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  • Writer's pictureAndy McMenemy

Energized for action but locked in fear.

What would a Psychotherapist do if you had a panic attack in front of them?

When Panic attacks, it is a horrible episode to experience and to witness.

As a therapist, I have seen clients in full-on "panic attacks" and have witnessed the effects attacks have on their minds and bodies in how they react.

Imagine the scene…

I am visiting a client I will call Nick at his home where I have agreed to treat him.

As I sit reading my notes, waiting for him, I see him walk into the room so badly affected that he is soaked in sweat, hyperventilating, his eyes darting everywhere, he is agitated and unable to talk as he begins vomiting repeatedly.

He was experiencing a full-blown "panic attack" during the start of a 90-minute consultation. I had to act quickly and decisively to help him.

People like Nick are no longer in conscious control of their life at that moment, their mind and body have been hijacked by the body’s stress response to fear, and their anxiety has turned into what is labeled a full-on panic attack.

What is actually happening is that they are experiencing a four-pronged attack that is overwhelming them.

During these distressing episodes it is not uncommon for clients to suffer through the following symptoms: ​Hyperventilation, Heart palpitations, Trembling/shaking, Sweating, Choking, Nausea, Numbness, Dizziness, and sometimes many at the same time.

This is because of their perception of what is about to unfold, a stimulus in their environment, has been identified as life-threatening by their amygdala, the part of the brain that manages our emotional responses. It is like the brains security guard, and it is sounding every alarm possible to energise the body for fight or flight, evasive action.

They are actually under attack in four ways...

Psychological attack, their executive brain function, the Pre-Frontal Cortex, (put the palm of your hand above your eyebrows and across over your forehead) everything in the area immediately behind your forehead is the PFC the rational brain which is hijacked and held hostage by their emotional brain. They can no longer think rationally.

Chemical attack (the emotional brain floods the body with stress hormones, glucocorticoids, adrenaline and cortisol)

Biological attack (as the stress hormones affect the organs, heart, lungs, muscles, spleen, stomach, digestive system, bowel) and finally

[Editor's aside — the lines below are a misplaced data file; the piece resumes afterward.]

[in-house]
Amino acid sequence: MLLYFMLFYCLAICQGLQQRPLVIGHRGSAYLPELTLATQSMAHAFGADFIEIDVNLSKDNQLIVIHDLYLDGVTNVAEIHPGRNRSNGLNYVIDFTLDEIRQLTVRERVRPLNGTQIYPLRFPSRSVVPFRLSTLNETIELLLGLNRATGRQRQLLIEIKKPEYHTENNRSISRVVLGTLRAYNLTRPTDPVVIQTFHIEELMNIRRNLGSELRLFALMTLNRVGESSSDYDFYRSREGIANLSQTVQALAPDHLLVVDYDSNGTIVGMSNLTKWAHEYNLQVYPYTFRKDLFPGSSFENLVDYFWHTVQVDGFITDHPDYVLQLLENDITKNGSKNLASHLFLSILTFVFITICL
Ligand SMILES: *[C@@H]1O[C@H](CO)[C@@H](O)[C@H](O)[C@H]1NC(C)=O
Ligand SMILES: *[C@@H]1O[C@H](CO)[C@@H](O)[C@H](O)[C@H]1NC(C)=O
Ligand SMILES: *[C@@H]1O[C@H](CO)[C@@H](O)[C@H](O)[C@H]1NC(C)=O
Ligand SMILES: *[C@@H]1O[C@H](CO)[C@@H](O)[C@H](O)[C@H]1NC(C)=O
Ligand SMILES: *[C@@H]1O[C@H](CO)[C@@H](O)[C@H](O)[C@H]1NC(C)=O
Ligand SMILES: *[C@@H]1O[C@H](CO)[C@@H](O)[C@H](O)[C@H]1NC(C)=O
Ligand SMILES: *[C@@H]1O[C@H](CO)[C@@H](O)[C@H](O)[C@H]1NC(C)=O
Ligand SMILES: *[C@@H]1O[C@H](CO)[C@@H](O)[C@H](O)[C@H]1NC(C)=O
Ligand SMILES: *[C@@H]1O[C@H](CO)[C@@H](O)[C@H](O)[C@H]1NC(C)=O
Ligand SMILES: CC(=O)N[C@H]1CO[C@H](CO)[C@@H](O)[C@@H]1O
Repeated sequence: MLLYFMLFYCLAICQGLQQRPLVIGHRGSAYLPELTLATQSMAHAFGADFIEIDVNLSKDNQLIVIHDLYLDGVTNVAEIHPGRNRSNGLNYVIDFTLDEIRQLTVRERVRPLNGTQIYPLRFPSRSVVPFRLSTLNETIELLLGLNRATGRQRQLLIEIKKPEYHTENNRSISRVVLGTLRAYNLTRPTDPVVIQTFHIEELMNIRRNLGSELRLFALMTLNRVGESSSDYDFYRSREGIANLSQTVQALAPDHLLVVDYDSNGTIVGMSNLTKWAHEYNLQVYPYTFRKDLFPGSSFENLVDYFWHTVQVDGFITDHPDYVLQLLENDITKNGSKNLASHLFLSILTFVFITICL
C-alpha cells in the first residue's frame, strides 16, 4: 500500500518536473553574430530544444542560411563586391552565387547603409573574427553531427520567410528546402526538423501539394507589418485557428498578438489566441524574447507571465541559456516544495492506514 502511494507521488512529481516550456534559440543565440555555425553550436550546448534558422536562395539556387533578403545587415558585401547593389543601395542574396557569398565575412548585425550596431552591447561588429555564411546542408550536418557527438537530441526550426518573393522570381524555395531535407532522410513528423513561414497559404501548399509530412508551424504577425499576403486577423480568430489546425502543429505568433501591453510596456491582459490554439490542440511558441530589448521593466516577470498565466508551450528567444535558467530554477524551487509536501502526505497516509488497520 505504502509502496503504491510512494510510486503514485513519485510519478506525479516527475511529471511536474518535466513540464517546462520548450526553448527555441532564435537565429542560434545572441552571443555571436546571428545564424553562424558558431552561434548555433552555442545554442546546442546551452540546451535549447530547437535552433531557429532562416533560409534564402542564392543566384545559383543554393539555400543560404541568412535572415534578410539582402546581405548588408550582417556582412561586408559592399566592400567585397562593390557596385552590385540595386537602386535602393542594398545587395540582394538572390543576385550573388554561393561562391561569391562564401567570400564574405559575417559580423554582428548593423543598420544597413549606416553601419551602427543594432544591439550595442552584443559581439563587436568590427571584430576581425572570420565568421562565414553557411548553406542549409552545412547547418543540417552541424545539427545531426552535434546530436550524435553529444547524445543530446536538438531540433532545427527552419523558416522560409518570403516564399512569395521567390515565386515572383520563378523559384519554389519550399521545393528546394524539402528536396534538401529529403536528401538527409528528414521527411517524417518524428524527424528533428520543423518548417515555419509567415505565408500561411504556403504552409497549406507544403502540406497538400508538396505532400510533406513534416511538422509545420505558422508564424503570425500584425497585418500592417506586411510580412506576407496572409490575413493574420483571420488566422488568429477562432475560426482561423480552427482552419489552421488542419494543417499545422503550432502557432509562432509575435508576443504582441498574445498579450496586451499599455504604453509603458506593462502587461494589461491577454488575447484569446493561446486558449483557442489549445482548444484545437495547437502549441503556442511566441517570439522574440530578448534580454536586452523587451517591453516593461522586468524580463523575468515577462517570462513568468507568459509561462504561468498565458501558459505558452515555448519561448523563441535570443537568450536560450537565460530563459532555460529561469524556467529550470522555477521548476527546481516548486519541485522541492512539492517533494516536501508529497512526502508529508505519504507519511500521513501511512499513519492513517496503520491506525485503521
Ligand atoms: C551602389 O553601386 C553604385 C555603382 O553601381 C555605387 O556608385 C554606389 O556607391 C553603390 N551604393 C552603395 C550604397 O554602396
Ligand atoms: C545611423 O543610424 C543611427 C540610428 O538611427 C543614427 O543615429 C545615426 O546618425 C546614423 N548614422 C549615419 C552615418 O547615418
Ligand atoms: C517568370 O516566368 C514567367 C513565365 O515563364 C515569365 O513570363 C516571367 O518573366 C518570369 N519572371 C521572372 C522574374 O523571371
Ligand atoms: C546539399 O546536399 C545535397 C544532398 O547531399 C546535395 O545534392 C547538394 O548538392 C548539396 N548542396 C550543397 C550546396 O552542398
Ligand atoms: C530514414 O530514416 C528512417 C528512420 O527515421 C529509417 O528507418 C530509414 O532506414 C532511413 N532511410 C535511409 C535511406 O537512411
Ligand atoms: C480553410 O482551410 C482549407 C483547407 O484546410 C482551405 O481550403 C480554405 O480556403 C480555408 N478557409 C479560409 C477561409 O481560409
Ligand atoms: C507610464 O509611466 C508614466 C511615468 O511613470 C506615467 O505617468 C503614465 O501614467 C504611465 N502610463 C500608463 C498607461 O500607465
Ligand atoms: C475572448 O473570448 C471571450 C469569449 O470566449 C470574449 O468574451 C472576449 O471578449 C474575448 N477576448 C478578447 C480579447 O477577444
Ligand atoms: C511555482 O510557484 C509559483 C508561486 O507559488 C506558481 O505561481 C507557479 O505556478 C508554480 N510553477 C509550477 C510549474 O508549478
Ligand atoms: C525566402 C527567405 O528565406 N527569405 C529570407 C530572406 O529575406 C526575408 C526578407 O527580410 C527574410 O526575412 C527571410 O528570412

Physiological attack as the tension increases in their body as the pressure builds.

The first thing I do in these circumstances as a highly trained and experienced Clinical Hypnotherapist and Psychotherapist and what any good therapist should do is to distract the client’s attention away from what it is locked on by drawing it to a different focus.

The therapist should reassure them, I do this by explaining I am going to help them regain control.

I do not tell them that “It’s alright… and that everything is going to be ok!” they cannot relate to that in the height of panic. They do not feel like this is alright, and their mind is not telling them that everything is going to be ok!

I explain we will work together to help them feel better and ask them to help me by taking a breath and then naming and saying out loud five things they can see in the immediate environment.

I praise them and encourage them, asking for four things they can hear, paise again and then ask for three things they can feel, more praise and encouragement, two things they can smell, and finally one thing they can taste.

This serves to focus their attention on what their senses are actually sensing right now in the environment we are both sharing. Whilst they comply, I praise and encourage them at each step to breathe and in doing so start to calm their nervous system down.

Once a panicked client starts to regain control of their breathing through techniques any good therapist should teach, their nervous system starts to unwind and relax, then their attention can be brought back into focus and their brain's executive functioning PFC comes back online and a therapy conversation can take place.

Bringing the mind back to a sense of equilibrium (no pressure) and body back to homeostasis (a sense of balance) allows the person to regain a sense of calm and feel more at ease. It is here that good deconstructive and reconstructive therapy should start from.

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